The XPG Xenia 15 KC breaks the laws of thin gaming laptops by actually being very quiet—and very powerful.
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We’ve long wondered if it was simply impossible to have a thin Intel-based gaming laptop that didn’t howl like a banshee or if no one was bothering to even try. That all changes with XPG’s Xenia 15 KC, which is truly the thinnest, lightest and more importantly—the quietest—gaming laptop that we’ve touched.
The Xenia 15 KC will look familiar to many as it is largely built on the same chassis as its predecessor, which we reviewed previously The key changes include a more powerful CPU and GPU, a more useful screen for work, and impressive acoustic attributes.
And we’re not just not throwing out the word impressive either—most of the time the Xenia 15 KC is dead silent where other laptops would be screaming. There’s a cost to the quietness, but not as much as you might expect. First, we’ll walk you through what’s inside the Xenia 15 KC.
Weight and size: 9.2 x 14 x 0.8 inches. 4.2 pounds for laptop, with 1.3 pounds for 230 watt charger
Ports: Like the previous design, the Xenia 15 KC features a healthy amount of ports with a lock port, USB-A 10Gbps, and headset jack on the left side. The right side features an additional two USB-A 10Gbps ports and an SD card reader. The SD Card reader is on USB 3.0 and offers the same meh to OK performance as the previous laptop with read speeds in the 90MBps range. We do appreciate that the XPG has placed even more ports on the rear of the laptop including a Thunderbolt 4, full-size HDMI 2.0, Gigabit ethernet port, and DC-in port for the charger.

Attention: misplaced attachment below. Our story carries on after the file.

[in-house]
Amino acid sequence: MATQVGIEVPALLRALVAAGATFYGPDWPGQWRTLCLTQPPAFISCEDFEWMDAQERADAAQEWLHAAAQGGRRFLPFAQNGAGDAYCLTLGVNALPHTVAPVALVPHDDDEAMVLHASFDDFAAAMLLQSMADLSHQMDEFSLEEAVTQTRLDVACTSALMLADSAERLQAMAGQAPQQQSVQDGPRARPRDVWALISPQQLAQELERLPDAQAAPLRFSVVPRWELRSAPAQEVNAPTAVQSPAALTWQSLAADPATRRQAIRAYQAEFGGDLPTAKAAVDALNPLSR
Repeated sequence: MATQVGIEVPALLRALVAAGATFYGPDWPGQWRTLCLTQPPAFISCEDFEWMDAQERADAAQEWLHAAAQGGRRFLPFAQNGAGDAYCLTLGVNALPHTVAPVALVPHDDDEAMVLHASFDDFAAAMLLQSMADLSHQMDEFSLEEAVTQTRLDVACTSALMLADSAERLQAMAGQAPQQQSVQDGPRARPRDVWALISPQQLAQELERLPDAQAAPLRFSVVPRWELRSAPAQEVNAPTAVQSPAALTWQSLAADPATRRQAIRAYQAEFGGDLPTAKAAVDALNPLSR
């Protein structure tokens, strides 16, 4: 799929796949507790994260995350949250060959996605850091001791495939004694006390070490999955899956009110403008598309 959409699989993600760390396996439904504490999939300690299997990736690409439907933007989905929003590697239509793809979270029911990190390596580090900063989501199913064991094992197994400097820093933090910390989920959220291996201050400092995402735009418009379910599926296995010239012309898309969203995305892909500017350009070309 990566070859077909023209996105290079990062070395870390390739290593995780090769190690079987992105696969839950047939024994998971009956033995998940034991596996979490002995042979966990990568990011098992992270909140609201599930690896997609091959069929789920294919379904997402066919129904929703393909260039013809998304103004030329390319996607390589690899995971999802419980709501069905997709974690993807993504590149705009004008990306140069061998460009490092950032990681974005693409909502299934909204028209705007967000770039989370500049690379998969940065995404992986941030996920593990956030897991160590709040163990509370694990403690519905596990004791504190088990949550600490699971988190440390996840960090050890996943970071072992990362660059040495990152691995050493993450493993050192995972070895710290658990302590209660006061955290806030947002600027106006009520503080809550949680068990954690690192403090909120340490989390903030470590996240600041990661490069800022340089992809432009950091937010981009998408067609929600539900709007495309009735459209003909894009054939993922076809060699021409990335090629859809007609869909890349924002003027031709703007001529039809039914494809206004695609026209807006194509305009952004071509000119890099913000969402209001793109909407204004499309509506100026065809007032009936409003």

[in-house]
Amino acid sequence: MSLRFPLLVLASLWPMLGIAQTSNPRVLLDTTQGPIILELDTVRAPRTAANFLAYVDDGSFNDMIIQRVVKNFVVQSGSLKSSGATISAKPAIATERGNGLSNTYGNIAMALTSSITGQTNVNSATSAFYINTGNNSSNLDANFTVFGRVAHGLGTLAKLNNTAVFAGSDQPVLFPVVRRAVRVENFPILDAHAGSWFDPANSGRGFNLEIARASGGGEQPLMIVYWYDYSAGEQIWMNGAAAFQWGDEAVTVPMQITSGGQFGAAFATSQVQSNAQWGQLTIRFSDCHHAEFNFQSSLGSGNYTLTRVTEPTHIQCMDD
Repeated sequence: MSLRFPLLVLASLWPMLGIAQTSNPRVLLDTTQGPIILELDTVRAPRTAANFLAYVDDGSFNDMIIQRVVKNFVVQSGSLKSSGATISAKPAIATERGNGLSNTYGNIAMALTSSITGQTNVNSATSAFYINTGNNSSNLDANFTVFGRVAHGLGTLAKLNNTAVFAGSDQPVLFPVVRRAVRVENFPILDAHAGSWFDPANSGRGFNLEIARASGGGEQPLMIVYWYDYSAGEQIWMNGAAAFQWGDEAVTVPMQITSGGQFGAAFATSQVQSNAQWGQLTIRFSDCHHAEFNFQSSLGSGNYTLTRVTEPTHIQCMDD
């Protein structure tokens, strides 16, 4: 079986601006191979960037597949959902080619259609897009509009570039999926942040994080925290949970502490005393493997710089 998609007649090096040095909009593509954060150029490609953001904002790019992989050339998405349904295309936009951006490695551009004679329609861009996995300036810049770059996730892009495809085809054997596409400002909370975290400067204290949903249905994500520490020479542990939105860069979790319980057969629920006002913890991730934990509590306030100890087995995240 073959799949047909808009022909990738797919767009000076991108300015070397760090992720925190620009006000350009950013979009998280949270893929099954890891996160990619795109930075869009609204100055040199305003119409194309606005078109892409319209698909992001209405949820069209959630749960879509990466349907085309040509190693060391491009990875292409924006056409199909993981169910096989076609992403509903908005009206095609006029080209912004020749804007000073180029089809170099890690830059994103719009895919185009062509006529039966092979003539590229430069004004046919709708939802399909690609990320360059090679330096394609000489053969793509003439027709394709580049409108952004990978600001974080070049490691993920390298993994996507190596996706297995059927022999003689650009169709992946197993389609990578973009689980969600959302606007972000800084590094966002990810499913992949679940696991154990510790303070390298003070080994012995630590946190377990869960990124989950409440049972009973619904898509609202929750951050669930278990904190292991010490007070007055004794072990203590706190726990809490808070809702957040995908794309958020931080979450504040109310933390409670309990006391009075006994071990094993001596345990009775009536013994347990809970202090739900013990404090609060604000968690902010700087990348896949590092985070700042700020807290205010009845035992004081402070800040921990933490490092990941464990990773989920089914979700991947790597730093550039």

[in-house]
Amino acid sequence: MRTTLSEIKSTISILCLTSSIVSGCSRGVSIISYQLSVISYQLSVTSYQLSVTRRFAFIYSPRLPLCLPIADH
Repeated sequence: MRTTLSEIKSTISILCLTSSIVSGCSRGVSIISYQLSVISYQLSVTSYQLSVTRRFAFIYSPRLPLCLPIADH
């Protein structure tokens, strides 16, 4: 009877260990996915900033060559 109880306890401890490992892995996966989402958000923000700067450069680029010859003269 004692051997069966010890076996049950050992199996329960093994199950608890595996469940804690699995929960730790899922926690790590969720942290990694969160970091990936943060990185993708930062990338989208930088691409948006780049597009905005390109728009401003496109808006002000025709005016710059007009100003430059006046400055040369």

Gordon Mah Ung
Keyboard and trackpad
The keyboard is also unchanged from the previous iteration. The mechanical keys use optical switches and offer a generous 2mm of travel. As the laptop body is magnesium, which helps lower the overall weight, the cost is a single window for the keyboard opening rather than individually cut holes for each key. This means the keys are placed a little closer together than what you might find in other designs. Some may feel the keys are too close together—despite their generous key cap size—but our fat fingers had no issues with it.
Each key is lit with RGB lighting but it’s not very bright. If you’re into the familiar rainbow wave effect—the Xenia 15 KC’s colors flow about as smoothly as jagged pixels in a 1980s console game. That said, XPG officials claim the updated software smooths out the effect. The trackpad is fine as well, but our model had a slight rattle to it, which we’ve seen from many different vendors occasion. It’s likely the tolerance of our unit was not an entire lineup problem.
Gordon Mah Ung
Webcam and speakers
The webcam is a Windows Hello-compliant biometric camera, which we appreciate as its often a feature overlooked in gaming laptops. It is, however, still just 720p. That means you won’t be getting very good picture quality on Zoom calls. However, despite the lackluster webcam, the audio is much improved from the Xenia’s previous iteration.
The original Xenia 15 sounded thin and was good enough for an email alert chime, but not much else. The Xenia 15 KC has a little more presence but is still just barely adequate, especially when compared to laptop vendors that put so much speaker in them, they almost rattle when cranked up. More speakers also means more weight and a bigger body, though—but for someone looking for the bass—keep looking.
It’s really, really quiet
There are two cool features of the Xenia 15 KC that you should be aware of. The first one is its weight. Coming in at 4.2 pounds on our scale, it’s significantly lighter than other laptops with similar specs. Comparable laptops usually weigh about 4.5 pounds or more. The other compelling feature is just how quiet the laptop is.